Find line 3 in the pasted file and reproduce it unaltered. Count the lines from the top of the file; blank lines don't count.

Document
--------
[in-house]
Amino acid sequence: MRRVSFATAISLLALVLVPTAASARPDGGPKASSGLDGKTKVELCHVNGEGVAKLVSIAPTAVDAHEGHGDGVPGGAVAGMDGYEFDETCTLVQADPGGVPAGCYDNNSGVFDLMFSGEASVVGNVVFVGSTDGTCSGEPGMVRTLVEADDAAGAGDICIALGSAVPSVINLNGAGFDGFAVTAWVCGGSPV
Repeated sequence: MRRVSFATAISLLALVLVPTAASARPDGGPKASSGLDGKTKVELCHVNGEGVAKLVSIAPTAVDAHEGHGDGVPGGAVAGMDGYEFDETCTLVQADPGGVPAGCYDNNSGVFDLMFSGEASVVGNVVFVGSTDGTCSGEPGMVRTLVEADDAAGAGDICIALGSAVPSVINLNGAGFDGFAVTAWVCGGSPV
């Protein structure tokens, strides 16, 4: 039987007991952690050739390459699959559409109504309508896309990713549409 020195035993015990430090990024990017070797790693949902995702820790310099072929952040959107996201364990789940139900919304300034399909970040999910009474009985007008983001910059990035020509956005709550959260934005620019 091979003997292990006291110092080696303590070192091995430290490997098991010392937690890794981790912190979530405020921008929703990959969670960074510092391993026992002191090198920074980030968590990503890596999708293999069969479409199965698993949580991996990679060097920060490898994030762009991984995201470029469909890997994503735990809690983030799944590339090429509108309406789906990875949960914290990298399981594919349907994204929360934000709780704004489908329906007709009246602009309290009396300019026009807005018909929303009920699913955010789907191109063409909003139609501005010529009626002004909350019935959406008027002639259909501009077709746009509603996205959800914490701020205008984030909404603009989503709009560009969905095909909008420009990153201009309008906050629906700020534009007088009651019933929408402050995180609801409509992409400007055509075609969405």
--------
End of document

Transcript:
Repeated sequence: MRRVSFATAISLLALVLVPTAASARPDGGPKASSGLDGKTKVELCHVNGEGVAKLVSIAPTAVDAHEGHGDGVPGGAVAGMDGYEFDETCTLVQADPGGVPAGCYDNNSGVFDLMFSGEASVVGNVVFVGSTDGTCSGEPGMVRTLVEADDAAGAGDICIALGSAVPSVINLNGAGFDGFAVTAWVCGGSPV